Friday, May 6, 2016

Mixing facts into a thriller helps to develop characters and plot


 Major characters in novels need backstories. Instead of fantasizing histories for all the characters in my novels, I like to plant several into real situations.

Here are the facts: In the early 1960s, scientists identified zinc deficiency in Iran. At that time, 2-3% of the villagers in some regions of Iran didn't pass the physical for the army because of stunted growth. The head of the research team Dr. James Halstead, Sr., was married to President’s Roosevelt’s daughter, Anna.

I used these facts to explain how certain characters in I Saw You in Beirut became involved in espionage in Iran. Isn’t that a lot more believable than the backstory for James Bond?

Facts are often stranger than fiction. When I wanted to show, not tell, the readers about another fiery character in I Saw You in Beirut, I used a real incident from my research lab.

Summary of the real incident: On a fall Saturday in 1979 or 1980, one of my foreign female graduate students at the University of Wisconsin-Madison became so annoyed with a fellow student that she threatened him with the knife, which she was using to cut a birthday cake.

Science headlines can advance plots. The development of a nuclear “industry” in Iran has long been a source of headlines. I enhanced common fears to create the plot for I Saw You in Beirut. Then I included a map with major cities and important sites for the nuclear industry at the front to the novel to add authenticity.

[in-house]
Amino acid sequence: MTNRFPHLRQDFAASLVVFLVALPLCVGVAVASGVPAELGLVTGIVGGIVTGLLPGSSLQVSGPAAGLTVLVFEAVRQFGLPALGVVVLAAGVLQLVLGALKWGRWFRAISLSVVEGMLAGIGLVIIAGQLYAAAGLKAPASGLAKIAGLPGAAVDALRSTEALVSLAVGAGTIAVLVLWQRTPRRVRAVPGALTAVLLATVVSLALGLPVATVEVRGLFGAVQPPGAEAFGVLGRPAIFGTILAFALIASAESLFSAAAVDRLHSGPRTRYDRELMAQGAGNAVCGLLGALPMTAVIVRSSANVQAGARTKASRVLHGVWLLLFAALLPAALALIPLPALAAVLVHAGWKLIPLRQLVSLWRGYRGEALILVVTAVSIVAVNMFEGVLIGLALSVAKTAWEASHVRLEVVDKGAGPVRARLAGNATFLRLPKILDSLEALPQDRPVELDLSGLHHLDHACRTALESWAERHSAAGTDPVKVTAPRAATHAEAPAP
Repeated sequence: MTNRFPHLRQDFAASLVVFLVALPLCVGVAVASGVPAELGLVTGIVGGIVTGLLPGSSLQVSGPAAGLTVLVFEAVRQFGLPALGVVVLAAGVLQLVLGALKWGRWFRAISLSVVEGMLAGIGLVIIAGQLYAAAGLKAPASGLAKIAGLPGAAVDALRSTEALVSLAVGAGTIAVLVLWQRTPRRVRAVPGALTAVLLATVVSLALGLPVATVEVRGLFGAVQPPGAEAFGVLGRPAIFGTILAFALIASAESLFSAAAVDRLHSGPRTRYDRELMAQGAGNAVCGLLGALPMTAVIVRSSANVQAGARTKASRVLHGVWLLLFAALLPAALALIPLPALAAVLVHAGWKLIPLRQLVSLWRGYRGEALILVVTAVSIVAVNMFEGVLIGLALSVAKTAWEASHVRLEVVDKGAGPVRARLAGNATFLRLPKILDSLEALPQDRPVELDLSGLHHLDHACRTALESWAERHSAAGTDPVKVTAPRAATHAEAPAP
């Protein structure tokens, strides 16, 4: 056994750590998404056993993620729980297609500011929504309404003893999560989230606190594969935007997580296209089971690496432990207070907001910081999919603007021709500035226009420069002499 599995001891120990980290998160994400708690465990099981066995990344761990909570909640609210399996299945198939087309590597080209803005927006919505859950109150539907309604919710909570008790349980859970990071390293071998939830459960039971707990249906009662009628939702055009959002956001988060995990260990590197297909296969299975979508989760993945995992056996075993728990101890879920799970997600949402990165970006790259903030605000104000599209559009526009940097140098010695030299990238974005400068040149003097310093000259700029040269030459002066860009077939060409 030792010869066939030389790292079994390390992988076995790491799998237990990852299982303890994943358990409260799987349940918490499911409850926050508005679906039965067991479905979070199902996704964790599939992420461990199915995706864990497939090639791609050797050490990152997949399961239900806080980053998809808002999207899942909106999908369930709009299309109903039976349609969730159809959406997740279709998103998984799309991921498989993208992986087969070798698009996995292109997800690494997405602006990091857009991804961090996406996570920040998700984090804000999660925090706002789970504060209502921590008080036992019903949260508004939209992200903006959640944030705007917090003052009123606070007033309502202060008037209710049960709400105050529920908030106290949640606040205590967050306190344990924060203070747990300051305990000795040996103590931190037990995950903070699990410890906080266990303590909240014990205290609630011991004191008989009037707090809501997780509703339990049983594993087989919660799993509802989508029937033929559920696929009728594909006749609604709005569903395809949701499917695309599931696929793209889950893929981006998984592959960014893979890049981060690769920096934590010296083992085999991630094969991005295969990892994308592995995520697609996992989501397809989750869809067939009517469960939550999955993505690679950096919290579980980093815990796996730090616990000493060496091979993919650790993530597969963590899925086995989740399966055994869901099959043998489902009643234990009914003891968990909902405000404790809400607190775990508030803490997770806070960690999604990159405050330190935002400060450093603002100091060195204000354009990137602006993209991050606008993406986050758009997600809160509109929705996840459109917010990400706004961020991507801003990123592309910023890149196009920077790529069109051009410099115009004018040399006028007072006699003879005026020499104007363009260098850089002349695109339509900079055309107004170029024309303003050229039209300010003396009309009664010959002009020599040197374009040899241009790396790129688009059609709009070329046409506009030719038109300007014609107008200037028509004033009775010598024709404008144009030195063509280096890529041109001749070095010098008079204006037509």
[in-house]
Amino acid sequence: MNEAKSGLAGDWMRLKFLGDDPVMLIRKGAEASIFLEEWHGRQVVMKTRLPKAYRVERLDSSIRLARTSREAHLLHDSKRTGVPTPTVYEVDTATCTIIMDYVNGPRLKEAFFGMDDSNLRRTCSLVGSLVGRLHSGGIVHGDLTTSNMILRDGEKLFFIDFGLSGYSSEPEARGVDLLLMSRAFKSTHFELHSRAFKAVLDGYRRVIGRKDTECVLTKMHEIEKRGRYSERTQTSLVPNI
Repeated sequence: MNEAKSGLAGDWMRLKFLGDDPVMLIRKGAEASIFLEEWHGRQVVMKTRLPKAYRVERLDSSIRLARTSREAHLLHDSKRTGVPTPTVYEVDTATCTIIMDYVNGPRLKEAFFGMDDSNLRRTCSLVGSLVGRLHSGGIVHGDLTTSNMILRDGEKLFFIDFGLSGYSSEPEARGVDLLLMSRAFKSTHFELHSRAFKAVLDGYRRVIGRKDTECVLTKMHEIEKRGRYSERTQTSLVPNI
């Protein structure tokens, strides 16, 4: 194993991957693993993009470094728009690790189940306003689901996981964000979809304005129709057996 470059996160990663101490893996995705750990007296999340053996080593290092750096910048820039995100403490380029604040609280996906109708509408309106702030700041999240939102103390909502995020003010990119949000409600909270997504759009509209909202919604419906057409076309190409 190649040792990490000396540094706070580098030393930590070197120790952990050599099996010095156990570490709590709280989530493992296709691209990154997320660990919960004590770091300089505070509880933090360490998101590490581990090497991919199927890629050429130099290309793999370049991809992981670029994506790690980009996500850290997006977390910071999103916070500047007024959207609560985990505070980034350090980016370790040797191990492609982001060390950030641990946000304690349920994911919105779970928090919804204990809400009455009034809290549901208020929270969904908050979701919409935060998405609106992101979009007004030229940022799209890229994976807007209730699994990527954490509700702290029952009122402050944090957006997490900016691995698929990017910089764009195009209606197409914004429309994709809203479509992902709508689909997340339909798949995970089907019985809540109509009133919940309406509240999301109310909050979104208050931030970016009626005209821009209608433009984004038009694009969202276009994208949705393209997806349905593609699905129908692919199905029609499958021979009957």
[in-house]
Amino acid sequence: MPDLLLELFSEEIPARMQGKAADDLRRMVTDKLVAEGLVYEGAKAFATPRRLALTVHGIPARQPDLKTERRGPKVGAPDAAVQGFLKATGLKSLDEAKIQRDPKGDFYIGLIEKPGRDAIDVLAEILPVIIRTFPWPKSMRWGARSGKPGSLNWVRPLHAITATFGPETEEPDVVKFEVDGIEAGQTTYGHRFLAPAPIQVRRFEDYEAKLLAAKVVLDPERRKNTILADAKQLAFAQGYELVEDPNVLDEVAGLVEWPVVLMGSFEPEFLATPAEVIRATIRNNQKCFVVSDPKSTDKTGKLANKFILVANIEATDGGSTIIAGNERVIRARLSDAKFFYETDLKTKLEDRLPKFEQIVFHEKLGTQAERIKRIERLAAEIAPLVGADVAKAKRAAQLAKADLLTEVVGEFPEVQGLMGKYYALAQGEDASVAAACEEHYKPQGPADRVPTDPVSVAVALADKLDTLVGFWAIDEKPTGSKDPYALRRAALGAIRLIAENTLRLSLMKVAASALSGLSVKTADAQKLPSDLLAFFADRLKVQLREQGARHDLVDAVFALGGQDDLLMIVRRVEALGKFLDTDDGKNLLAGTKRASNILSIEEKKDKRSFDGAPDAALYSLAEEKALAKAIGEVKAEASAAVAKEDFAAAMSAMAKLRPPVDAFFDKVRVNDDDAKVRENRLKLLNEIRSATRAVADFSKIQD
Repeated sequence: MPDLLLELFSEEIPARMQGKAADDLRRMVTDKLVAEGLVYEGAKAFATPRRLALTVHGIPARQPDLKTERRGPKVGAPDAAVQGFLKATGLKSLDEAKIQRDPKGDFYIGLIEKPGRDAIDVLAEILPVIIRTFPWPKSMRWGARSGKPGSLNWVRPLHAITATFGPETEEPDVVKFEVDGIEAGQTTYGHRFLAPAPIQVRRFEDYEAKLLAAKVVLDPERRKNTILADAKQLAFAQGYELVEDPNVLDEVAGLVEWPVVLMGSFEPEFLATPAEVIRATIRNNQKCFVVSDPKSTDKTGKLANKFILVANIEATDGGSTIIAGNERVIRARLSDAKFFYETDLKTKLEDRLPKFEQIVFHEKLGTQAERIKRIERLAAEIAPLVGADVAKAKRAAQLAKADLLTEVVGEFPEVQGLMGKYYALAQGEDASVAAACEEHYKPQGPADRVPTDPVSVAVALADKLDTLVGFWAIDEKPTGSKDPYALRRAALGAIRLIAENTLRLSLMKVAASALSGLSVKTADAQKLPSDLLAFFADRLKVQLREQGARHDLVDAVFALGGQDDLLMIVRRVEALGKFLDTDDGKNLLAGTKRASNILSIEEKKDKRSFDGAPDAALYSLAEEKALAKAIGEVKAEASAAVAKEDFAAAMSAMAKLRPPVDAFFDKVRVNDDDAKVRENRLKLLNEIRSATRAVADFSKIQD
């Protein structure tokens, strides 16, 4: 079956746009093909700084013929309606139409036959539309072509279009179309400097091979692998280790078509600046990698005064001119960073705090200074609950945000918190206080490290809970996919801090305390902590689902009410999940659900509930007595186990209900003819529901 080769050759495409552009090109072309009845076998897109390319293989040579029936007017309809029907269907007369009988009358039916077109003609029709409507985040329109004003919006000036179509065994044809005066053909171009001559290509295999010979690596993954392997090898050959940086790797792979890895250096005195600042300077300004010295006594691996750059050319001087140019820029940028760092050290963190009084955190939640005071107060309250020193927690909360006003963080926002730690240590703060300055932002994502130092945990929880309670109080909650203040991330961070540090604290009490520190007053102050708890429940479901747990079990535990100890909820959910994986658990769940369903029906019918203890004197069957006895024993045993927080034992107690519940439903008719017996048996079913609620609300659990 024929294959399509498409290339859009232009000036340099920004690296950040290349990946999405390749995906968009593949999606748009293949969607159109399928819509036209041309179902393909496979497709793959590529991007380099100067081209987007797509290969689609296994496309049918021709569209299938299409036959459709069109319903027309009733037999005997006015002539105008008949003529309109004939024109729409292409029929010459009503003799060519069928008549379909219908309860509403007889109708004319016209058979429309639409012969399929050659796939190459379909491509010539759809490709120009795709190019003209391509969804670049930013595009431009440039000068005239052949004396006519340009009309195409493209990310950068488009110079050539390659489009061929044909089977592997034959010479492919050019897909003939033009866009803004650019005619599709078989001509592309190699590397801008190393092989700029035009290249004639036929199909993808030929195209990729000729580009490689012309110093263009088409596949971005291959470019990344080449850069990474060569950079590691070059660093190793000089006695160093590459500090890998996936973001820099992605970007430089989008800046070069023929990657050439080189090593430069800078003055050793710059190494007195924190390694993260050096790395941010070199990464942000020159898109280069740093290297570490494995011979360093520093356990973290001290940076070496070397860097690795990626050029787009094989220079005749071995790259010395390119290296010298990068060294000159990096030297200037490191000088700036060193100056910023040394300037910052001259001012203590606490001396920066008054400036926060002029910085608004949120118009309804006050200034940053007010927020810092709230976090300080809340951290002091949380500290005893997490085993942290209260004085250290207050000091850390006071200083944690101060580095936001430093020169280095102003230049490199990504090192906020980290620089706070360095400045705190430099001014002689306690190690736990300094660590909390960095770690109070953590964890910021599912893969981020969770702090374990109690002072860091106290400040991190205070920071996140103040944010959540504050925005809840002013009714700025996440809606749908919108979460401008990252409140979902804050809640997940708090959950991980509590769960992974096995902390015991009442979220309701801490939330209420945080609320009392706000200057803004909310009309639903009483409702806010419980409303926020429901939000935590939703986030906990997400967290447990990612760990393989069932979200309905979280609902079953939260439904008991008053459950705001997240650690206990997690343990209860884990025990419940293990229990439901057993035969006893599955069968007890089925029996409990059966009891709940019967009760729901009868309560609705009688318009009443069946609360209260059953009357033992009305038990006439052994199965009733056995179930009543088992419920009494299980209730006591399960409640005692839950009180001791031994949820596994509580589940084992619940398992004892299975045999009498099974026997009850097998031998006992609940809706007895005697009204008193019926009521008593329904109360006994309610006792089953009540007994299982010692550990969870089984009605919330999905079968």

Plot summary: A mysterious source of leaks on the Iranian nuclear industry, known only as F, sends an email from Tabriz: Help. Contact Almquist. Intelligence sources determine the message refers to Sara Almquist, a globetrotting epidemiologist, and seek her help to extract F from Iran. As Sara tries to identify F by dredging up memories about her student days at the University of Wisconsin-Madison and her work in Lebanon and the Emirates, groups ostensibly wanting to prevent F’s escape attack her repeatedly. She begins to suspect her current friendship with Sanders, a secretive State Department official, is the real reason she’s being attacked.

I Saw You in Beirut (Kindle & paperback) is available at Amazon: http://www.amazon.com/dp/1610092201.